Oh, how times are always changing. I think most people would agree that the core of the United States workforce has traditionally been farmers, who have supported the nation with domestic crops for centuries. Unfortunately, the life of a farmer is steeped in hard work, and we’re not just talking about physical labor. Farmers regularly have to deal with the markets and the ever-changing prices of crops. Natural disasters, droughts, and other circumstances can crush their profits in the blink of an eye. But believe it or not, for some farmers, it is more profitable for them to use their land to farm solar energy as opposed to crops under certain conditions.
Stable Income for Farmers
It seems that some farmers are hedging their bets against fluctuating market prices by installing solar farms on their land. This is great for a farmer because it provides them with a more stable income that is less risky. However, some of these farmers have met harsh criticism because others view them as an aesthetic blight to the landscape.
However, the benefits cannot be denied. Typically, farmers will lease a fraction of their total land with a 15 to 20-year contract, and in some extreme cases, farmers have decided to lease all of their land to solar initiatives. Of course, the government plays a major role in controlling these endeavors. For example, in North Carolina, solar farm developers received tax credits on as much as 35 percent of total costs. Similar incentives were created in other states that sent developers into a frenzy to scour the land for solar real estate.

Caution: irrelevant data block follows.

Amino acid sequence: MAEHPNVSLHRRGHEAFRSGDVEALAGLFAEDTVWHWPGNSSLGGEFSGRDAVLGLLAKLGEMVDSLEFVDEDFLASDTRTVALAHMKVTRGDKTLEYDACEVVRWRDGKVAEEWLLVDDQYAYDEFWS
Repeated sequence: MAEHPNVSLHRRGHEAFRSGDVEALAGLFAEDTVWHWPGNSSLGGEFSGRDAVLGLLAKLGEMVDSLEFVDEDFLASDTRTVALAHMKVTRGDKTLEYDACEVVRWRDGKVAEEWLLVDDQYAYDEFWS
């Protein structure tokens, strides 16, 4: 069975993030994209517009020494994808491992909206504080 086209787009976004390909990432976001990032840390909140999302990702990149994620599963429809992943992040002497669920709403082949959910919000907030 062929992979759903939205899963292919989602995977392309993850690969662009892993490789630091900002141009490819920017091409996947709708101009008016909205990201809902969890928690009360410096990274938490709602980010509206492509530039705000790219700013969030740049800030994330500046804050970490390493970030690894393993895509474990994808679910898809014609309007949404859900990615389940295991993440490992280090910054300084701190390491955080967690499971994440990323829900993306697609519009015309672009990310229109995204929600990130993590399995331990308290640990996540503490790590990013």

One such farmer, Dawson Singletary, has long grown a variety of crops including cotton, soybeans, peanuts, and tobacco (among others) in North Carolina. Unfortunately, the falling prices of crops could have spelled disaster for his family’s farm. Within the last five years, the price of soybeans has dropped 33 percent, the price of cotton dropped 71 percent, and the price of peanuts have dropped 16 percent. This creates a scenario where farmers like Singletary have to work harder and harder for diminishing returns because they are at the mercy of the markets. The good news is that solar energy was able to save the day for Singletary and many other farmers like him. “There is not a single crop that we could have grown on that land that would generate the income that we get from the solar farm,” said Singletary.
Ancillary Economic Benefits of Solar Technologies
It’s pretty incredible to see how well solar technologies benefit our economy. Most people only see the surface benefits of saving money on energy bills for years to come and raising their property value, but solar technologies offer many ancillary benefits that tie into other industries. The option to lease farmland to solar development projects is a godsend to many hard working farmers, allowing them to continue working their land without the threat of financial disaster.